• Twitter
  • Sally: +61 409 017 020
    P.O.Box 1151 Woollahra Sydney NSW 1350, Australia


Starting on the path of self-awareness, we begin with the most basic of necessary functions – the breath.

For thousands of years, different cultures have used awareness and control of the breath to become conscious of self. In the West, modern science is only now realising this and investigating the benefits. Breathing is one of the few bodily functions that we can do both unconsciously and consciously.

The Ancients knew what we are now discovering, that there is a vast sea of information surrounding us which flows through and around us. We are able to connect to this information with the use of our breath.

Accessing the alpha state
When we ground ourselves through the breath, we move into a low vibrational state, very close to that of the alpha state. When you complete a task and relax, do the full yogic breath, or take time to reflect, meditate or walk, you encourage the brain to go into the alpha state. In this highly focused but calm state, we turn on our creative brain, become more aware of our surroundings and enjoy a more positive participation of life.

Playing in tune with the orchestra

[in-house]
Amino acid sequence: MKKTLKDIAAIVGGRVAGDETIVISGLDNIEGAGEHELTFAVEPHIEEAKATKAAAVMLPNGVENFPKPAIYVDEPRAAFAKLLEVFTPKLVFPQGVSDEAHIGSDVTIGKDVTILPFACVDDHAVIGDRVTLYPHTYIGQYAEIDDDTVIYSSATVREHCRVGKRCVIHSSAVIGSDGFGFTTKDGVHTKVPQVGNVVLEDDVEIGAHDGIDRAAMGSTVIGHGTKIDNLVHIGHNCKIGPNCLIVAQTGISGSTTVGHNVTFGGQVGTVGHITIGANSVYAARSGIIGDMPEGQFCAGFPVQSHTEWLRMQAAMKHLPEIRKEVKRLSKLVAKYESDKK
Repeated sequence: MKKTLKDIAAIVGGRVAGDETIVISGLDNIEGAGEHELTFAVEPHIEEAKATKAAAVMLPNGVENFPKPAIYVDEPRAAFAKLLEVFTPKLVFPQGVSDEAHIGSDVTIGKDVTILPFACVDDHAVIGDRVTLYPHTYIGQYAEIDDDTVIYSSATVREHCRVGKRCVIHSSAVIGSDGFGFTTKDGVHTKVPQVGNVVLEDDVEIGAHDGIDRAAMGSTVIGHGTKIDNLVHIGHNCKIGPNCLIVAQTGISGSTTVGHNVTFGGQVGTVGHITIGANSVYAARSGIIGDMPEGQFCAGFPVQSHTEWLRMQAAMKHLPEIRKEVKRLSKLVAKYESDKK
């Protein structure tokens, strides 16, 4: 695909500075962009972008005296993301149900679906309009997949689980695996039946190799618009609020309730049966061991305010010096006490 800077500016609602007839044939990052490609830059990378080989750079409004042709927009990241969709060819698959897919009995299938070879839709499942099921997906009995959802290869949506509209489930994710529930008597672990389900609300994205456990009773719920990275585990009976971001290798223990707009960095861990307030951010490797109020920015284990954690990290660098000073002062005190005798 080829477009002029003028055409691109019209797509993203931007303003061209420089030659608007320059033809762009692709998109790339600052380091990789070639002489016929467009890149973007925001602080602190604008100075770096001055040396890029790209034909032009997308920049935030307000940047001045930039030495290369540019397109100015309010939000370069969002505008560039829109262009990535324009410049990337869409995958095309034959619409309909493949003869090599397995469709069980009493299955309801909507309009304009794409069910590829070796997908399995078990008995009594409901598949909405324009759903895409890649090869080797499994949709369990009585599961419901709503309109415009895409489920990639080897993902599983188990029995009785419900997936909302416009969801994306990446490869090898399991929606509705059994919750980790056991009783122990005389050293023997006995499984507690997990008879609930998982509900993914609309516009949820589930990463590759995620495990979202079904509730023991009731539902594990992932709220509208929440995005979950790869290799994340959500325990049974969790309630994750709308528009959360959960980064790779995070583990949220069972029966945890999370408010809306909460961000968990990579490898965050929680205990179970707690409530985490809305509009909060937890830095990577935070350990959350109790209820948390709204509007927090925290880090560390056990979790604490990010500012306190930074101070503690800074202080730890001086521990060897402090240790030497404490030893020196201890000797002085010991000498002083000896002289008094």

The aware breath is like playing an instrument that is in tune with the orchestra. Being in balance with the vibrations around us gives a feeling of joyful harmony with our surrounds, rather than discord and disconnect.

Fear is the greatest blocker of all our bodily systems, causing both emotional and physical stress. As numerous studies have shown, stress is a major causal factor in illness and disease. The greater number of negative reactions our mind perceives, the weaker our whole physical body becomes.

Becoming more aware helps us differentiate between those experiences that arouse fear or stress and the physiological changes that arise from these so we can change both our perception and our physical reaction to them. In doing so, we enhance and safeguard our health.

Numerous studies have shown that yogic breath control through pranayama exercises such as Full Yogic Breath can help overcome stress, anxiety, and depression. Most notably, Doctors Brown and Gerbarg’s Sudarshan Kriya Yogic Breathing in the Treatment of Stress, Anxiety, and Depression which appeared in the Journal of Alternative and Complementary Medicine (Vol 11, No. 4, 2005) found that yogic breathing balances the autonomic nervous system, influencing psycho-logic and stress-related disorders.

The study concluded that yogic breathing was a beneficial and low-risk aide to the treatment of stress, anxiety, post-traumatic stress disorder, depression, stress-related illnesses, substance abuse, as well as rehabilitation of criminal offenders.

Breath control for good health
Being aware of the breath and controlling the breath through pranayama improves wellness of our mind, body and spirit. Awareness of breath makes us more clearly aware of our senses, which helps our brain manufacture neuropeptides, the immune systems building blocks that help our bodies stay healthy and strong.

When we slow down and become an observer of ourselves, we begin to appreciate the intricate function of our minds and bodies. Over time, regular yogic breathing practise bringing growth, self-awareness and greater peace.

Download Sally’s podcast on how to do Full Yogic Breath.

Article Written: March 2012